Why Clinical Trials in Wound Care Are So Difficult, Part 2

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Part 2 in a series on clinical trials in wound care
For part 1,
click here.
by Michel H.E. Hermans, MD

In the first part of this series on the challenges of conducting clinical trials in wound care, I discussed factors that include patient populations and lesion prevalence. Additional criteria and conditions of the clinical trial will be further examined in this blog.

Concomitant Conditions Complicate Inclusion Criteria For Clinical Trials

Typical trauma patients are often young and have relatively few co-morbidities, but the injury itself may have several systemic effects: the primary trauma can cause a number of pathologies such as shock or sepsis and these systemic effects often have a major impact on healing per se.

In contrast, patients with ulcers, given their typical age, often have a number of concomitant diseases (i.e. hypertension, COPD). Some of these conditions are treated with medication such as systemic steroids and this, again, has the potential of negatively influencing healing (often the primary outcome of a trial).

Therefore, exclusion criteria often comprise of a number of these conditions: for ulcers these may be treatment with steroids and for burns the total body surface area of the burn may have to be below a certain percentage. The criteria may lead to a relatively large number of patients with the right type of lesion still being excluded from the trial.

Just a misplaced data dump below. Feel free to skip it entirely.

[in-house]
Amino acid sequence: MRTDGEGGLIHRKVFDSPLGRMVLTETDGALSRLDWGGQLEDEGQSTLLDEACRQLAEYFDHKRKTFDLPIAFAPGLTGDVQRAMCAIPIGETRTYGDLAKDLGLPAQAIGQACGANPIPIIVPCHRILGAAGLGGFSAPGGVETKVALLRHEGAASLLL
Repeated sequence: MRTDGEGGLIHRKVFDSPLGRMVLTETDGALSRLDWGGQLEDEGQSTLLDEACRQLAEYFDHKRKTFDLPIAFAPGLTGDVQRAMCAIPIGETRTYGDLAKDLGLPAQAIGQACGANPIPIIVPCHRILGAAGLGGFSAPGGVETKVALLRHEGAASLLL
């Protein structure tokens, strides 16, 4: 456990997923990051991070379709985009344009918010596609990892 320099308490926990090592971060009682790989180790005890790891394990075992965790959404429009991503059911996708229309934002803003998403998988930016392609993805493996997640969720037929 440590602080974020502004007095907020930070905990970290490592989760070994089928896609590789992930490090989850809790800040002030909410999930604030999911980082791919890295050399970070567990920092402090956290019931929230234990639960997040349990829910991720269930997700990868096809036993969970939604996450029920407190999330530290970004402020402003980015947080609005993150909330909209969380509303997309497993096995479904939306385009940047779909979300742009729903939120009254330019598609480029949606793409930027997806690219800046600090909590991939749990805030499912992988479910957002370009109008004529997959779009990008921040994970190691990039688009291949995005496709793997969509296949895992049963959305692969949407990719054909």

The Effects of Adjunct Therapy on Trial Outcomes

Particularly in chronic lesions, treating only the lesion is not enough. Offloading is crucial for diabetic foot ulcers and pressure ulcers, while the use of compression is essential in managing venous leg ulcers. Thus, in dressing trials, the results are not only the consequence of the dressing per se but also of the additional interventions taken. This has a direct effect on the outcomes: the dressing or intervention itself may work very well but if the adjunct therapy is not used properly, the outcomes may still be negative.

In the example of large burns: interventions directed at the burn disease (including a number of drugs) may have an influence on the wound and its healing trajectory, i.e., reepithelialization or graft take.

Determining What the "Outcome" of the Clinical Wound Trial Should Be

The preferred outcomes of the different types of wound care trials are different. In ulcers it is healing per se while recurrence depends more on continued offloading or compression. Reepithelialization is more important than the cosmetic aspects of the scar while the typical location of the lesion, as well as the patient’s age, do not often lead to serious scarring in the first place.

Particularly in non-life threatening, partial-thickness burns, long term results (i.e. prevention of the development of hypertrophy or keloid) is most important. The type of scar in (burn) patients depends to a certain extent on their genetic make-up. Keloid formation is very rare in Caucasians but Caucasians with very light skin have a higher chance for hypertrophy. Once a trauma wound has healed, recurrence does not occur, although Marjolin’s ulcers may occur in old scars. In chronic lesions, recurrence of the same, or a similar lesion is not uncommon.